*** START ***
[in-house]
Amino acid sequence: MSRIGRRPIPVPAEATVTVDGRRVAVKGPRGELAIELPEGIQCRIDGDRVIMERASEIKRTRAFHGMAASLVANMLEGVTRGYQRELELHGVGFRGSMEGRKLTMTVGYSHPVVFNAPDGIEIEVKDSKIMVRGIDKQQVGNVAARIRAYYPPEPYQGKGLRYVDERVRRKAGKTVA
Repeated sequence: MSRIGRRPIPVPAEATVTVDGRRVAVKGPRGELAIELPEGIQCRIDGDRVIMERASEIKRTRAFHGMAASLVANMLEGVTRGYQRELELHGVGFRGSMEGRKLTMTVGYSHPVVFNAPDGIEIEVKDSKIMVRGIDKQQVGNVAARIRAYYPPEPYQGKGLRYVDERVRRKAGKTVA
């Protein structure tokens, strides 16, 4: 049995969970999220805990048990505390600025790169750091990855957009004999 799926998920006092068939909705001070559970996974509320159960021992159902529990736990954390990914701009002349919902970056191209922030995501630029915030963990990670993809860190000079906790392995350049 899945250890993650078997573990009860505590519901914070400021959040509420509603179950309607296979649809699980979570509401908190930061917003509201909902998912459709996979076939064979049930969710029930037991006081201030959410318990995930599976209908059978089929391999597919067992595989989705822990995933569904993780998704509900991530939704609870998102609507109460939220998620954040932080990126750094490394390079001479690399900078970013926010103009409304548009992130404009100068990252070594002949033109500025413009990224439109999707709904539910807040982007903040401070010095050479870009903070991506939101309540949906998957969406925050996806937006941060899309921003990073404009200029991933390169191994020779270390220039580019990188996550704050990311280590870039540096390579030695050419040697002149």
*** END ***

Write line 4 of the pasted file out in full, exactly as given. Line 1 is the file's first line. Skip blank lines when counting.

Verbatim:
């Protein structure tokens, strides 16, 4: 049995969970999220805990048990505390600025790169750091990855957009004999 799926998920006092068939909705001070559970996974509320159960021992159902529990736990954390990914701009002349919902970056191209922030995501630029915030963990990670993809860190000079906790392995350049 899945250890993650078997573990009860505590519901914070400021959040509420509603179950309607296979649809699980979570509401908190930061917003509201909902998912459709996979076939064979049930969710029930037991006081201030959410318990995930599976209908059978089929391999597919067992595989989705822990995933569904993780998704509900991530939704609870998102609507109460939220998620954040932080990126750094490394390079001479690399900078970013926010103009409304548009992130404009100068990252070594002949033109500025413009990224439109999707709904539910807040982007903040401070010095050479870009903070991506939101309540949906998957969406925050996806937006941060899309921003990073404009200029991933390169191994020779270390220039580019990188996550704050990311280590870039540096390579030695050419040697002149």